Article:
The following map provided by the Tax Foundation (based on data from the Bureau of Economic Analysis) “shows the real value of $100 in each state. Prices for the same goods are often much cheaper in states like Missouri or Ohio than they are in states like New York or California. As a result, the same amount of cash can buy you comparatively more in a low-price state than in a high-price state…Using [BEA] data, we have adjusted the value of $100 to show how much it buys you in each state.”
Economist Alan Cole summarizes,
The states where $100 is worth the most are Mississippi ($115.34), Arkansas ($114.29), Alabama ($113.90), South Dakota ($113.64), and West Virginia ($112.49). In contrast, $100 is effectively worth the least in the District of Columbia ($84.67), Hawaii ($85.62), New York ($86.43), New Jersey ($87.34), and California ($88.97)…Regional price differences are strikingly large; real purchasing power is 36 percent greater in Mississippi than it is in the District of Columbia. In other words, by this measure, if you have $50,000 in after-tax income in Mississippi, you would have to have after-tax earnings of $68,000 in the District of Columbia just to afford the same overall standard of living.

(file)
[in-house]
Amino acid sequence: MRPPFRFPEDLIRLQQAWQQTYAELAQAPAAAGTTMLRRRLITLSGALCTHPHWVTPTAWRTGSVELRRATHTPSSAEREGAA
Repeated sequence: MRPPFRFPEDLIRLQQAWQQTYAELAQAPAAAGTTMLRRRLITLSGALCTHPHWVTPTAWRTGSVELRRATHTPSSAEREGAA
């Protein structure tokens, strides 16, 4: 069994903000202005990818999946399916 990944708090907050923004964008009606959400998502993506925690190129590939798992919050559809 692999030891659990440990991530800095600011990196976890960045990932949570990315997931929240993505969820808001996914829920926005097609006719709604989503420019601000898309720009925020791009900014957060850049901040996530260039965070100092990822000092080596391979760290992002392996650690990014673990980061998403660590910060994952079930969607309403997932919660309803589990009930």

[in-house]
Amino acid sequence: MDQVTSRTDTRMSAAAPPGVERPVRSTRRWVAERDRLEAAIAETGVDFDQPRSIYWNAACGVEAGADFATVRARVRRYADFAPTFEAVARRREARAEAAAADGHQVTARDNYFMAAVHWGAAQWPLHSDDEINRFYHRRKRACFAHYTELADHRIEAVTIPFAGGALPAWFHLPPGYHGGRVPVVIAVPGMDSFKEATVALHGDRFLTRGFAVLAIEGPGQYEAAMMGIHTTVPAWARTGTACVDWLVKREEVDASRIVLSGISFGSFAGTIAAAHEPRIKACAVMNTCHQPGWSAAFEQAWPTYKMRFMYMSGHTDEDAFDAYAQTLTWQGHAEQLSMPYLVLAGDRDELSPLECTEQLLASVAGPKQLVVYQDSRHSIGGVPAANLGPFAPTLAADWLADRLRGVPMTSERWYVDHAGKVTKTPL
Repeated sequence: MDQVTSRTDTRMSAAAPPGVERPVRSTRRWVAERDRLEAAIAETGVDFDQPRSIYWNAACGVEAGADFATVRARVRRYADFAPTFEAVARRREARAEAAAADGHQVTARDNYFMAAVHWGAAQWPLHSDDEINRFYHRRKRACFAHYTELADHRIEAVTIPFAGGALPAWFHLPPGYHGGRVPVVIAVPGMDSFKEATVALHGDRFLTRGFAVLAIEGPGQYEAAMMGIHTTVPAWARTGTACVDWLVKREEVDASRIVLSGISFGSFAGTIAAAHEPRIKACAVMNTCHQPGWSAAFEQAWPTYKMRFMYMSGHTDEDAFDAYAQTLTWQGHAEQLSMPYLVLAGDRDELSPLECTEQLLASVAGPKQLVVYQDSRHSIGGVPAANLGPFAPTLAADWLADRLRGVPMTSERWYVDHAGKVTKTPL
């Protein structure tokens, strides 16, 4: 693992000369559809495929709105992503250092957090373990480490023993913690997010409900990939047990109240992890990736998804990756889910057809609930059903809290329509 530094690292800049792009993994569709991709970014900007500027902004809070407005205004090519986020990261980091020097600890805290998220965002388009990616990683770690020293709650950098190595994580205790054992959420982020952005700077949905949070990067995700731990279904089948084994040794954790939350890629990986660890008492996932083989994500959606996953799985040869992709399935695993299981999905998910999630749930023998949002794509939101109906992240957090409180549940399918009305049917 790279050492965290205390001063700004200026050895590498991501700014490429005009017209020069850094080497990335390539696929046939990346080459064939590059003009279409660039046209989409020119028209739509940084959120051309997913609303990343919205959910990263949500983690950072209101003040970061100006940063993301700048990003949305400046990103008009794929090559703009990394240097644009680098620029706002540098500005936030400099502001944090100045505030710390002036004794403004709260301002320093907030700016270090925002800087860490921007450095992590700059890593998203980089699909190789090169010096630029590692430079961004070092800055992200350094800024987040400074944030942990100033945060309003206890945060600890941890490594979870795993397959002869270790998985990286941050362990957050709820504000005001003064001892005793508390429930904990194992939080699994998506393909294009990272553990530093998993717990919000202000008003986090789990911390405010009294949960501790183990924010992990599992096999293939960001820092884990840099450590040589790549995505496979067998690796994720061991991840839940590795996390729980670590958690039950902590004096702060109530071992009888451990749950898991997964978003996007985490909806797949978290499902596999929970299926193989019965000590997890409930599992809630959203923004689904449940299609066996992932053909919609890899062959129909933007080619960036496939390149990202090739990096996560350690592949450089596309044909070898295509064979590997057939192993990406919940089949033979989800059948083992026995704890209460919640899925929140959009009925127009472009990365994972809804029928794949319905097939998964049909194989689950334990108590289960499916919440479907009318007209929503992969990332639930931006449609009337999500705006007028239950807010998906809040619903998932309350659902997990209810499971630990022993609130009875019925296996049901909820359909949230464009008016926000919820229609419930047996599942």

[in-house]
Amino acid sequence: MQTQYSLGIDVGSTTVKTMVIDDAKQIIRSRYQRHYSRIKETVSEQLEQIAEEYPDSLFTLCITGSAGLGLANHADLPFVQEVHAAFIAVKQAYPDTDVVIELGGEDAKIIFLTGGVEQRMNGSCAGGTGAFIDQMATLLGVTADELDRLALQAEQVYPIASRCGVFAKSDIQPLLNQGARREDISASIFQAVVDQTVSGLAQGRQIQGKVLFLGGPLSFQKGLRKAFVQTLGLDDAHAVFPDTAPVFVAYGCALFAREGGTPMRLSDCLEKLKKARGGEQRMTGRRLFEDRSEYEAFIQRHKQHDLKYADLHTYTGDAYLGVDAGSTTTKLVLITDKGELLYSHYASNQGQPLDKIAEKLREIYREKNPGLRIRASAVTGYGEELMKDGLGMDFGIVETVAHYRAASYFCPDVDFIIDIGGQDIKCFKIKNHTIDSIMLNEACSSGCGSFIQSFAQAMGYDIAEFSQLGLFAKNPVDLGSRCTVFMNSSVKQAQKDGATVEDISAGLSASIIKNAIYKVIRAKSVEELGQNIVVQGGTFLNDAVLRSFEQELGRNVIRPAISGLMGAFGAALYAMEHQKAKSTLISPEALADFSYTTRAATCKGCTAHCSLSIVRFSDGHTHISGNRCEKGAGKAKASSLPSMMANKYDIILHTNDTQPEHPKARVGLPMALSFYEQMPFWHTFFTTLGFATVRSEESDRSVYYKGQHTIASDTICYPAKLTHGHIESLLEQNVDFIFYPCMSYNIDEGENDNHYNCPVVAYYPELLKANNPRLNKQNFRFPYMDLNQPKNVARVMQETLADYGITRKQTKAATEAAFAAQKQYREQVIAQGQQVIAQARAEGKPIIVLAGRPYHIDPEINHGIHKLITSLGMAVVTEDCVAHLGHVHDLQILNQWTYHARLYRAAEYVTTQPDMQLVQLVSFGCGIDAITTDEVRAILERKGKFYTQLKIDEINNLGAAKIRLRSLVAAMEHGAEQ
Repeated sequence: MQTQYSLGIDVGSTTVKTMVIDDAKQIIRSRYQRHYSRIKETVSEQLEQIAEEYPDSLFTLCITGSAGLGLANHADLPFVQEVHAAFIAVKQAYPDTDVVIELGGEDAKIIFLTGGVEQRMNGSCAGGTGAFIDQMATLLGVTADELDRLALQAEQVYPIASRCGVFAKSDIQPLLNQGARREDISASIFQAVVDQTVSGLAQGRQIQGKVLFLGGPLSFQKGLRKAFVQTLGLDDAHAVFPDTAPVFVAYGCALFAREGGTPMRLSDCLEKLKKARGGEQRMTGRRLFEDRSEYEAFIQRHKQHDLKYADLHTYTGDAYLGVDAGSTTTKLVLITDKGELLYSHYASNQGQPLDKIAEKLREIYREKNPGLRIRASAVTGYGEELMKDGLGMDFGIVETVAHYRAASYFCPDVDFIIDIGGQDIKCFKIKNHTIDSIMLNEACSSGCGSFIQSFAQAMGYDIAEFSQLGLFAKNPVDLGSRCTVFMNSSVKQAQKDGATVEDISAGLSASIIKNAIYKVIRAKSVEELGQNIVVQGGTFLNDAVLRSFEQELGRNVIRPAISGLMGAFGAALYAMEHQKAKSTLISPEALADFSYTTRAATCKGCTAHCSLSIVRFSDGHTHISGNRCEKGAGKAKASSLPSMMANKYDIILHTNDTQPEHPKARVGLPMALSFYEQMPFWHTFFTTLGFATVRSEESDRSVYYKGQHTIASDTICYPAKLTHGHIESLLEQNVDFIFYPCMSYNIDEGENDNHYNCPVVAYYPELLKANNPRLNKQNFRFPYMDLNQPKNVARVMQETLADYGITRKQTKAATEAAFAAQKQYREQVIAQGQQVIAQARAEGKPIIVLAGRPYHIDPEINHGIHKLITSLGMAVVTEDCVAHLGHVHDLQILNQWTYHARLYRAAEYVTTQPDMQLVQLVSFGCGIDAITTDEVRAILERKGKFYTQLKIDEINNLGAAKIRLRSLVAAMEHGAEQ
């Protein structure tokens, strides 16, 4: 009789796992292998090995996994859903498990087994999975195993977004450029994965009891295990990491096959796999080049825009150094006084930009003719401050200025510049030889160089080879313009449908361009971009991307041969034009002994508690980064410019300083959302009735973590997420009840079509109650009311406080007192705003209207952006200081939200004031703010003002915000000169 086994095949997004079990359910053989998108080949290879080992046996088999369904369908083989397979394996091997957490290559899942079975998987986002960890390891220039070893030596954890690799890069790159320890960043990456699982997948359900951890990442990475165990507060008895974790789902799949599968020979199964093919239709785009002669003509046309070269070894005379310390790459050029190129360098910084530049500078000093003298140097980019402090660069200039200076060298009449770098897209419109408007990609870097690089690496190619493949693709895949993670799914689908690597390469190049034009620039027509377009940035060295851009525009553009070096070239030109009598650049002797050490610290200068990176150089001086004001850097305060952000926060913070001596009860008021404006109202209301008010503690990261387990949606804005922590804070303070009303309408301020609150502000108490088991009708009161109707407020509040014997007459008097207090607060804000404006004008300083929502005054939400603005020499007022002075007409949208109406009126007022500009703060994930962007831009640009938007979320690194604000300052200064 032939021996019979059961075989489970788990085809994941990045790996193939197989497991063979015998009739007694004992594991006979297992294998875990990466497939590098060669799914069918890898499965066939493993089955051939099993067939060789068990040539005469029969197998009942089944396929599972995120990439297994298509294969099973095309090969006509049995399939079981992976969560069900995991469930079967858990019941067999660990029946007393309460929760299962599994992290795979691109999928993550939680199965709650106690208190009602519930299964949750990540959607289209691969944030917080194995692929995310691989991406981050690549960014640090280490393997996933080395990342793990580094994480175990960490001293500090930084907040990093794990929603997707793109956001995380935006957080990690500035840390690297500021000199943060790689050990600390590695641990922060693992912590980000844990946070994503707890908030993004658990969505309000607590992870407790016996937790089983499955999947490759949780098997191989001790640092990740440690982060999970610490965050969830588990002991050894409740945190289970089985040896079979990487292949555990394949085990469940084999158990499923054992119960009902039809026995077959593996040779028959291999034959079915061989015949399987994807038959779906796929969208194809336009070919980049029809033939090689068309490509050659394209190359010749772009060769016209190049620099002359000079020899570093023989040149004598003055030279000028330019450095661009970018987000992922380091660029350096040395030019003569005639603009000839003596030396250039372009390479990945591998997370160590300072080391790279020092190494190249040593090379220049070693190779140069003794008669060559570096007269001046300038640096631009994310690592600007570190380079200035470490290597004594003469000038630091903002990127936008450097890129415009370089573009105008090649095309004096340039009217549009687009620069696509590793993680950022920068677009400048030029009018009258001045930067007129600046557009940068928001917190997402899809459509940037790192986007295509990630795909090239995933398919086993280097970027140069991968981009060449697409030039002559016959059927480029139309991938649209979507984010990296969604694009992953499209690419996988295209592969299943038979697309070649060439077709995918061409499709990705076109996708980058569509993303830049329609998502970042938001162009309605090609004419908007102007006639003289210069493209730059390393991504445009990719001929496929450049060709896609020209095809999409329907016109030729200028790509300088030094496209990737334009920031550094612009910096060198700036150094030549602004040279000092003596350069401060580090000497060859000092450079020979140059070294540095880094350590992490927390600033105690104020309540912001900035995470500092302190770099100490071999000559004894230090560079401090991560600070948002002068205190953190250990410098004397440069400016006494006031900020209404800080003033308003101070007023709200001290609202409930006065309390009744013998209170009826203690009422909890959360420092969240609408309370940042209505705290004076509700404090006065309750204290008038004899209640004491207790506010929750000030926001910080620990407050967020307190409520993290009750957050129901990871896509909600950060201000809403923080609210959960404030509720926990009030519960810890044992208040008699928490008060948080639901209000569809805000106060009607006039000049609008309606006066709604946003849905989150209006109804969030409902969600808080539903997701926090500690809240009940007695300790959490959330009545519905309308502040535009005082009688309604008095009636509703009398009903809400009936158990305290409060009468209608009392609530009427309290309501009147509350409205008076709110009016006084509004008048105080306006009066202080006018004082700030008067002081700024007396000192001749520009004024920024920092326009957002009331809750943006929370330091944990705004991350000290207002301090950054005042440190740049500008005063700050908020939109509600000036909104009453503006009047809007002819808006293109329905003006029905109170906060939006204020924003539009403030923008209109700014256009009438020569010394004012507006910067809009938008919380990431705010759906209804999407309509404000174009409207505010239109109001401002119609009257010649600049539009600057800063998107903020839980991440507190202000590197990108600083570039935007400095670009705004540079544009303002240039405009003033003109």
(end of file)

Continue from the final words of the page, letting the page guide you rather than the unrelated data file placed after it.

Case in point, when adjusted for purchasing power, Nebraskan real income exceeds that of Californians:
Many policies – like minimum wage, public benefits, and tax brackets – are denominated in dollars. But with different price levels in each state, the amounts aren’t equivalent in purchasing power. This has some unexpected consequences; people in high price-level states like New Jersey will often pay more in federal taxes without feeling particularly rich.